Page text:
U.S. Supreme Court
Yulee v. Vose, 99 U.S. 539 (1878)
Yulee v. Vose, 99 U.S. 539 (1878)
99 U.S. 539
A., a citizen of Florida, with other persons, some of whom were citizens of New York, was sued by a citizen of the latter state, in a court thereof. The plaintiff, in his petition, alleged that the defendants held all the franchises and property of a certain railroad company, and prayed that they be required to hold the income of the railroad in trust for the payment of a judgment theretofore rendered in his favor in that court against the company, and that they be directed to pay him the amount thereof, and for other relief. He averred that A. was endorser on part of the notes on which the judgment had been rendered. There was a judgment in favor of all the defendants, which the Court of Appeals affirmed, except as to A. The cause was remanded for a new trial as to him, solely on account of his alleged liability as such endorser. After the remittitur went down to the court of original jurisdiction, and before such new trial, A. filed his petition in due form, accompanied by the necessary bond for the removal of the suit as against him to the proper circuit court of the United states, under the Act of July 27, 1866, 14 Stat. 306. Held that the matter in dispute being sufficient, A. was entitled to a removal of the suit.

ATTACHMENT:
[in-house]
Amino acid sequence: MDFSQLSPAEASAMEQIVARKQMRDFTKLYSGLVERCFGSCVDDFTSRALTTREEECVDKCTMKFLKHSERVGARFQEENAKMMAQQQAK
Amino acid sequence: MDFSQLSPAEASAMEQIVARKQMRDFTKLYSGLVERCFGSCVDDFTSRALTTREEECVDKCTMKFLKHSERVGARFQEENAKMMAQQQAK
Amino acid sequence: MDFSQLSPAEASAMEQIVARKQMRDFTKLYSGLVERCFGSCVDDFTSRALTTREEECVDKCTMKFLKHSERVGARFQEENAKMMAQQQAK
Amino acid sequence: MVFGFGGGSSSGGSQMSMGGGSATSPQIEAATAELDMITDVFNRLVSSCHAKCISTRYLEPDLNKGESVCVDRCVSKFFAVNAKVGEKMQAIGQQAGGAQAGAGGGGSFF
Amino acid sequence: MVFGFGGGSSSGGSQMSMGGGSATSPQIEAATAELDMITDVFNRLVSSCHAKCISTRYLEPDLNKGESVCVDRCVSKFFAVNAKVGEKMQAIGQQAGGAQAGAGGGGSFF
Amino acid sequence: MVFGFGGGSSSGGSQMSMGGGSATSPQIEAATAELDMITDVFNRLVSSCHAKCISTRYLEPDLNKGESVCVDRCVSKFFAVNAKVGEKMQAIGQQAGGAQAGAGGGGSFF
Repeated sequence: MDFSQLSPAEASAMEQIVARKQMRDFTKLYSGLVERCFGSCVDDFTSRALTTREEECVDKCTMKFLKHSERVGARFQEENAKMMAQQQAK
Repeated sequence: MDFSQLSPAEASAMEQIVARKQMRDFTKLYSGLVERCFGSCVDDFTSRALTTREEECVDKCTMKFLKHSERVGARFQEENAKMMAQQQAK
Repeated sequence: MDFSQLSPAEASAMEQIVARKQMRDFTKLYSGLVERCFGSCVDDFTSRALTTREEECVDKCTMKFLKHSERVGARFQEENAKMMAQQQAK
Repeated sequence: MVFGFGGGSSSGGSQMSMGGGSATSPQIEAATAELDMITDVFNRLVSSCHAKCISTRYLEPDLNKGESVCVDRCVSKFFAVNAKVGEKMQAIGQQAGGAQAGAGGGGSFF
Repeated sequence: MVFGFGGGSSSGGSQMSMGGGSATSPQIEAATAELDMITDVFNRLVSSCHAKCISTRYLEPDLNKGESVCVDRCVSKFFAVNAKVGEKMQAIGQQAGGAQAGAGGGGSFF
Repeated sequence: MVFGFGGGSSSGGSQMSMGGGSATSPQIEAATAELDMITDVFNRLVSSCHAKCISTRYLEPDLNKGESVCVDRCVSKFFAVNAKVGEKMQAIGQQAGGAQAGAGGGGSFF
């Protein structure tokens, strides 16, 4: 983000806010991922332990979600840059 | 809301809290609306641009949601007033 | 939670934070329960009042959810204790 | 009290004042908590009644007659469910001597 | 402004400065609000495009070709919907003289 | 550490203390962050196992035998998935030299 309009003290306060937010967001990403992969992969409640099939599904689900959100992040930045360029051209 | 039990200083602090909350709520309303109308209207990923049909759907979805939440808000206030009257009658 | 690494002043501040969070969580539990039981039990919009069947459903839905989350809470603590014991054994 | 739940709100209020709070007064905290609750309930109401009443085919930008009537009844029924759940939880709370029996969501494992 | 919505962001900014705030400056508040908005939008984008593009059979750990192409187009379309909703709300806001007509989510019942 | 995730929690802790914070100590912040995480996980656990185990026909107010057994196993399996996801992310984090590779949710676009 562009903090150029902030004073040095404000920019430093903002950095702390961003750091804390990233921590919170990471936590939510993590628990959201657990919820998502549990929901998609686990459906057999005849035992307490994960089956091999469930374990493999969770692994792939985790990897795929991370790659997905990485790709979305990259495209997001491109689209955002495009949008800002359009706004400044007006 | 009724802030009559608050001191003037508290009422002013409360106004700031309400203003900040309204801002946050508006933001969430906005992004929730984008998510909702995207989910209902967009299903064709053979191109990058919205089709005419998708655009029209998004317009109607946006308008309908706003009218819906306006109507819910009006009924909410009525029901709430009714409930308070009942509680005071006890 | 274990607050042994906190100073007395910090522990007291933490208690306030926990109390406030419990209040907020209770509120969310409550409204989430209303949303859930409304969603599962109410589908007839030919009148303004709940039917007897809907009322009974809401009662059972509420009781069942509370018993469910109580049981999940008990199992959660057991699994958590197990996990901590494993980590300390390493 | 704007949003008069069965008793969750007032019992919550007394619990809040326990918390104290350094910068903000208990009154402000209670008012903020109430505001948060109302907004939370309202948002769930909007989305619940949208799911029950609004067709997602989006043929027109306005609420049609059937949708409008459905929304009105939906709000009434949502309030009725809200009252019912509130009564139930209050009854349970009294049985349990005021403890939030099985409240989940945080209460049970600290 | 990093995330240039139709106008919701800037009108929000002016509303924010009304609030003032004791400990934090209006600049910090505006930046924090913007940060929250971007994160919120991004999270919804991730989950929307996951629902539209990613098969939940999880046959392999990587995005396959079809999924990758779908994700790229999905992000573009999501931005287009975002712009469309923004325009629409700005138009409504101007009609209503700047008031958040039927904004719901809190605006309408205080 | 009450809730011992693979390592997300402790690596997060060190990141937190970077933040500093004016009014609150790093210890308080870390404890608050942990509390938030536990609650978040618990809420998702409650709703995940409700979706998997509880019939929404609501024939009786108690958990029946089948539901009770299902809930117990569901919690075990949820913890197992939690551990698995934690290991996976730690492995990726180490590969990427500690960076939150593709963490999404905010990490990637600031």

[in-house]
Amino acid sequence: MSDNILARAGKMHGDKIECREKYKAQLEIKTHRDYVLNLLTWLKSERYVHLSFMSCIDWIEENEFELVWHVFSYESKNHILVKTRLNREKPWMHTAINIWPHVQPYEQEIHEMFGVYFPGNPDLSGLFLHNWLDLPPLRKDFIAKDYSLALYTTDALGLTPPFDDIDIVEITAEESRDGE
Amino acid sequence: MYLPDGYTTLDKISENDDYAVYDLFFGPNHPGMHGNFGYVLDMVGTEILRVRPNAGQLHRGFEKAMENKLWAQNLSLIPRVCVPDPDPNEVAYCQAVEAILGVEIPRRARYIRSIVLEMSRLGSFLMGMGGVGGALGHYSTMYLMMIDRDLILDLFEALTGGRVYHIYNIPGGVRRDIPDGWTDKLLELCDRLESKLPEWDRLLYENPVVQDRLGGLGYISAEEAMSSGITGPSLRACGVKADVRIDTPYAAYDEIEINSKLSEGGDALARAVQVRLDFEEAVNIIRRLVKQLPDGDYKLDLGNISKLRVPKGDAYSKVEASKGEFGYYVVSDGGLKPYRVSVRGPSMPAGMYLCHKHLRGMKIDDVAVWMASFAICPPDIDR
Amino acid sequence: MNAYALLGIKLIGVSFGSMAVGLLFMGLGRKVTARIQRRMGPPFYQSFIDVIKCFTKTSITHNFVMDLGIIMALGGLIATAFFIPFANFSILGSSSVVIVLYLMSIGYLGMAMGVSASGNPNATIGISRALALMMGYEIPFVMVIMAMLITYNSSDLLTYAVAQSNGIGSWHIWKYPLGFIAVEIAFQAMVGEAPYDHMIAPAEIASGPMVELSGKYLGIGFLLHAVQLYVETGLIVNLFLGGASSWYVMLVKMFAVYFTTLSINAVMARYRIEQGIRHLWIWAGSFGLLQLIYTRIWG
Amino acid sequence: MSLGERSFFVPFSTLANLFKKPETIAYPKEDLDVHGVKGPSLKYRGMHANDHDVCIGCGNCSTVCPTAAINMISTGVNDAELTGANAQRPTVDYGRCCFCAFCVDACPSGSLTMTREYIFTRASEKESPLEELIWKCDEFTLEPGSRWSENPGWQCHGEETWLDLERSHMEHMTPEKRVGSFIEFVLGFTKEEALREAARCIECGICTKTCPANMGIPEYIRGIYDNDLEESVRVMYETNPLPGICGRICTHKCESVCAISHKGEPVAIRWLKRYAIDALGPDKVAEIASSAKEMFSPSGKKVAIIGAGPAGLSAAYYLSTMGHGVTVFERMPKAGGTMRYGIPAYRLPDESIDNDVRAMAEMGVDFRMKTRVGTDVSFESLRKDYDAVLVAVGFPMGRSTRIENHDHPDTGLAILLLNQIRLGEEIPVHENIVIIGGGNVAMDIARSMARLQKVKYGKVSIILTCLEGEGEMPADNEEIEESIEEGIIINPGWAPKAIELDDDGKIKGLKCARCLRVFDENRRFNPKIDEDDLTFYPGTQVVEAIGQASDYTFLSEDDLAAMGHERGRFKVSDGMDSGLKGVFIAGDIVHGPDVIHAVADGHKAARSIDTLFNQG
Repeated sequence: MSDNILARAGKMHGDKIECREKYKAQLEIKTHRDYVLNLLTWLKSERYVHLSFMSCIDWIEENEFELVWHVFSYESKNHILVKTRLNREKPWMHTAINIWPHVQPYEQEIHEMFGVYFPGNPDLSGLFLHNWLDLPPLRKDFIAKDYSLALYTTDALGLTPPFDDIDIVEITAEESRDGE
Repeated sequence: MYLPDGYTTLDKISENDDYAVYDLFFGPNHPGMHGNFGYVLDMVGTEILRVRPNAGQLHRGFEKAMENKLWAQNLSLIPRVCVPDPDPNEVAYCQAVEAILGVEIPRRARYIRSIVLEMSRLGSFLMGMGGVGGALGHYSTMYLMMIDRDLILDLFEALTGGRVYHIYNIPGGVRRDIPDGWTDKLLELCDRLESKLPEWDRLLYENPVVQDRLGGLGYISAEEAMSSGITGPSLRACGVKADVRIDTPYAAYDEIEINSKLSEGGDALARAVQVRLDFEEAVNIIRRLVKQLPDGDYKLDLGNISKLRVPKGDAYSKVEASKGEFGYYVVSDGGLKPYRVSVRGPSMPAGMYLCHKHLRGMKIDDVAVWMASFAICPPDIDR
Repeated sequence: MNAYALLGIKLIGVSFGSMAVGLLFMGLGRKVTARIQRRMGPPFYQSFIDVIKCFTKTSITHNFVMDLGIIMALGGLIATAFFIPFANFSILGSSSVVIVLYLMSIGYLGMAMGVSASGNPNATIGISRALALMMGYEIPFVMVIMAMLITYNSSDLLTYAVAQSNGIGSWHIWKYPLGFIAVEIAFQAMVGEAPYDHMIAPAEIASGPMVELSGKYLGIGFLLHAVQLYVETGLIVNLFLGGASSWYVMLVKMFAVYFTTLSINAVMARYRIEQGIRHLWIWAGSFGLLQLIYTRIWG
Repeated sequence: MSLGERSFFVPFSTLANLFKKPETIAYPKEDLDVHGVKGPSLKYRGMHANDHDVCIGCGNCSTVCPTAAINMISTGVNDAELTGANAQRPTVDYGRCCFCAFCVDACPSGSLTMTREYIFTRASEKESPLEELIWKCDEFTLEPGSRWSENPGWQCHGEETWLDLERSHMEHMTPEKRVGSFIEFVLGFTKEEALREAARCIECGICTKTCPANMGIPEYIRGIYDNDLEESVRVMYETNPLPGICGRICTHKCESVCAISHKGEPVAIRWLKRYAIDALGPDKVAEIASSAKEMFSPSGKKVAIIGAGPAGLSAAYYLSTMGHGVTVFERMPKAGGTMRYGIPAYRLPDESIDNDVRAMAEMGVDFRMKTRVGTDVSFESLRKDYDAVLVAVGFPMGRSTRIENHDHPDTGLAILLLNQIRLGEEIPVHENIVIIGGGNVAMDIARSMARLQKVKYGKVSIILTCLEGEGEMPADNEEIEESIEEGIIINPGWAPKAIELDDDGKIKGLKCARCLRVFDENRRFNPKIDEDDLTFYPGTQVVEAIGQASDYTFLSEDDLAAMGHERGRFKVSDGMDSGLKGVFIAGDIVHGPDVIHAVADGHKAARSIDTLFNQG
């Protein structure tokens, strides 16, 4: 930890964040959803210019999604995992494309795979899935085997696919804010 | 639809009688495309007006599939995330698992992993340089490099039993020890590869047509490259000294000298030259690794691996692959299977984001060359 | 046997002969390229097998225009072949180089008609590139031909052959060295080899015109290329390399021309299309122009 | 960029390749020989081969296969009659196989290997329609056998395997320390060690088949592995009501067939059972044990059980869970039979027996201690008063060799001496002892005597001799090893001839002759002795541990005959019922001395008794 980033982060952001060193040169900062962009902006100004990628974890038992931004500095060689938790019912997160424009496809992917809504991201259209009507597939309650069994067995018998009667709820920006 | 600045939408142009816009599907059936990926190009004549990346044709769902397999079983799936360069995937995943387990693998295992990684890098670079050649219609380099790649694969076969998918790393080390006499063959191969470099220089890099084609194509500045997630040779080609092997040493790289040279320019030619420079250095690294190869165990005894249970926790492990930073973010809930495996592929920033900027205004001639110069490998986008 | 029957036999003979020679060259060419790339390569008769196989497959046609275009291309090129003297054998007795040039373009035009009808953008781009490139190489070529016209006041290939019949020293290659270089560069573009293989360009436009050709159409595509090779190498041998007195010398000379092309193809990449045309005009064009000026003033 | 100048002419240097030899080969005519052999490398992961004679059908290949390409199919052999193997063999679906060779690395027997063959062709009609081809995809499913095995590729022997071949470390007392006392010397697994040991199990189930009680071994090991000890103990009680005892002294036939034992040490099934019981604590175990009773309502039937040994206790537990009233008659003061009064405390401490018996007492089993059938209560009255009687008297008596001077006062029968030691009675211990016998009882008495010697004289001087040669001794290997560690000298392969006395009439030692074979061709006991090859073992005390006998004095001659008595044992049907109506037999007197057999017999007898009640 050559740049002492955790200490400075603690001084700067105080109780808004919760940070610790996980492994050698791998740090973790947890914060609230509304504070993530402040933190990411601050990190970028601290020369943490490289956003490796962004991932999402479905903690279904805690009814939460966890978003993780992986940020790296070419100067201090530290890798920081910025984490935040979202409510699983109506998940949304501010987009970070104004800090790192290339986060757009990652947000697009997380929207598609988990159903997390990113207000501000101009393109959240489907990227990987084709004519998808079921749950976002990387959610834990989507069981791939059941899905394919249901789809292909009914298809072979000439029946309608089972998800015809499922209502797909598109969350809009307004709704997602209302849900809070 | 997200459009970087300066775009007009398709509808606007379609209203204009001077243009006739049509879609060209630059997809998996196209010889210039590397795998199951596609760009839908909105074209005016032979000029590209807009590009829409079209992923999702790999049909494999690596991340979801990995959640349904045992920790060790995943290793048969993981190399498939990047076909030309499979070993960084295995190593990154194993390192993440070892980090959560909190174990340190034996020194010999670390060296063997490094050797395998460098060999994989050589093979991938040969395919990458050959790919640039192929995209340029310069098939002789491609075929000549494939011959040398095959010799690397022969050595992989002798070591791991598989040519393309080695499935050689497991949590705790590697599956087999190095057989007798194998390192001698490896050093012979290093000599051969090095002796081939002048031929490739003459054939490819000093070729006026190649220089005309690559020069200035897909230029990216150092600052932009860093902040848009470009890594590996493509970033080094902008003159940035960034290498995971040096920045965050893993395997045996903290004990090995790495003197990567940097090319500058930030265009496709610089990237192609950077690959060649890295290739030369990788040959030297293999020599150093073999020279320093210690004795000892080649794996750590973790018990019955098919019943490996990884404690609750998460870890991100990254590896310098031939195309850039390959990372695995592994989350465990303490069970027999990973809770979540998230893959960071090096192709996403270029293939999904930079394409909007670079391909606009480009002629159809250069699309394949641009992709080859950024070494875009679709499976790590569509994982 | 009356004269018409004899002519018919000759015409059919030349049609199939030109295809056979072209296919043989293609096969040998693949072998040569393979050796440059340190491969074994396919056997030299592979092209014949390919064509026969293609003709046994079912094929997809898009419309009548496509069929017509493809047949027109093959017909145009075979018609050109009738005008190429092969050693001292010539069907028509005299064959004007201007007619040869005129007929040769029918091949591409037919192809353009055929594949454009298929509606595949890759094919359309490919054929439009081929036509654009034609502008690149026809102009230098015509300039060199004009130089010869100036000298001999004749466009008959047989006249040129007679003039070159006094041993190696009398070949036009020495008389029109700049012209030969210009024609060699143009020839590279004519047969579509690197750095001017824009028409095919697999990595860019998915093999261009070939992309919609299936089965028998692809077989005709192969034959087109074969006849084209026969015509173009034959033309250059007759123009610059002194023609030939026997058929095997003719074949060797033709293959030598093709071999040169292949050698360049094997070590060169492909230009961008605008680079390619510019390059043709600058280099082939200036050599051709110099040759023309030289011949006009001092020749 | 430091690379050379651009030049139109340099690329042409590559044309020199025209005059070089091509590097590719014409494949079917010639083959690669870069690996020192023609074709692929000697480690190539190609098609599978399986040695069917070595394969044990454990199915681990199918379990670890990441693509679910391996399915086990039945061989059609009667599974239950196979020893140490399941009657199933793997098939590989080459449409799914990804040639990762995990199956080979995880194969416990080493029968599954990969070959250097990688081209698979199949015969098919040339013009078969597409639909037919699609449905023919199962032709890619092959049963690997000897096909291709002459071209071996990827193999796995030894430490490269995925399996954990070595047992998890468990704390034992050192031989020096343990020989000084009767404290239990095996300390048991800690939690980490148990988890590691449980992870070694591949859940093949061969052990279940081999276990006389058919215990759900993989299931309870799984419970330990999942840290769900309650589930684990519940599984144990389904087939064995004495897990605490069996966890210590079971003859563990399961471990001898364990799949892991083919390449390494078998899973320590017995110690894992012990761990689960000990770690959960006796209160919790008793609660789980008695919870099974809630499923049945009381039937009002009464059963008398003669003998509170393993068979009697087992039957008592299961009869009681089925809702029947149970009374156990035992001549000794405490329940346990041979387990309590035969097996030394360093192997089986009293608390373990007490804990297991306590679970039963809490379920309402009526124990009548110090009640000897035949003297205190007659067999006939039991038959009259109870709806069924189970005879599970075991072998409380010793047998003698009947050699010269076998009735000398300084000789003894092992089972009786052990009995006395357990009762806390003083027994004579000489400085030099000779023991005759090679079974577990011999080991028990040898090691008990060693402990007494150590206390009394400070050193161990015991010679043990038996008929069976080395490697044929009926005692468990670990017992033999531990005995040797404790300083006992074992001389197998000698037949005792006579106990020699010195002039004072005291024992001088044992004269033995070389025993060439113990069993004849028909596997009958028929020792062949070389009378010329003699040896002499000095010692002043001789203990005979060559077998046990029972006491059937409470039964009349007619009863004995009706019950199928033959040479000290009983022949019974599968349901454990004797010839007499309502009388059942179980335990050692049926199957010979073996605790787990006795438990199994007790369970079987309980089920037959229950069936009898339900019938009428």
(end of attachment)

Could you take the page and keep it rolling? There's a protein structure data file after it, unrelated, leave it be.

This was a suit commenced Feb. 16, 1868, in the supreme court of New York, by Francis Vose against the Florida Railroad Company, David L. Yulee, Edward N. Dickerson, Marshall O. Roberts, and Isaac K. Roberts. The prayer of the complaint was that Edward N. Dickerson, Marshall O. Roberts, and all other associates of Edward N. Dickerson, who, when discovered, should be made parties, might be required to pay a judgment which had been rendered in favor of Vose against the Florida Railroad Company in the supreme court of New York, on which there was due $136,534.63, and interest from Feb. 1, 1867; that Dickerson, Yulee, Marshall O. and Isaac K. Roberts, and their associates, who it was alleged held all the franchises chanroblesvirtualawlibrary
and property of the company, might be required to hold the income of the railroad, in trust for the payment of the amount of the judgment; that certain securities alleged to be in the hands of Yulee might be also subjected to the payment of the debt, and for other relief. It further appeared from the averments in the complaint that Yulee was liable as endorser on part of the notes on which the judgment was rendered, and this allegation was not denied in his answer, but no judgment was specifically asked against him on that account.
On the trial of the cause, the complaint was dismissed as to all the defendants. This judgment was affirmed in all respects by the supreme court in general term; but in the Court of Appeals it was reversed as to Yulee, and the cause remanded for a new trial as to him, on account of his liability as endorser of the notes. As to all the other defendants and all other relief asked there was an affirmance.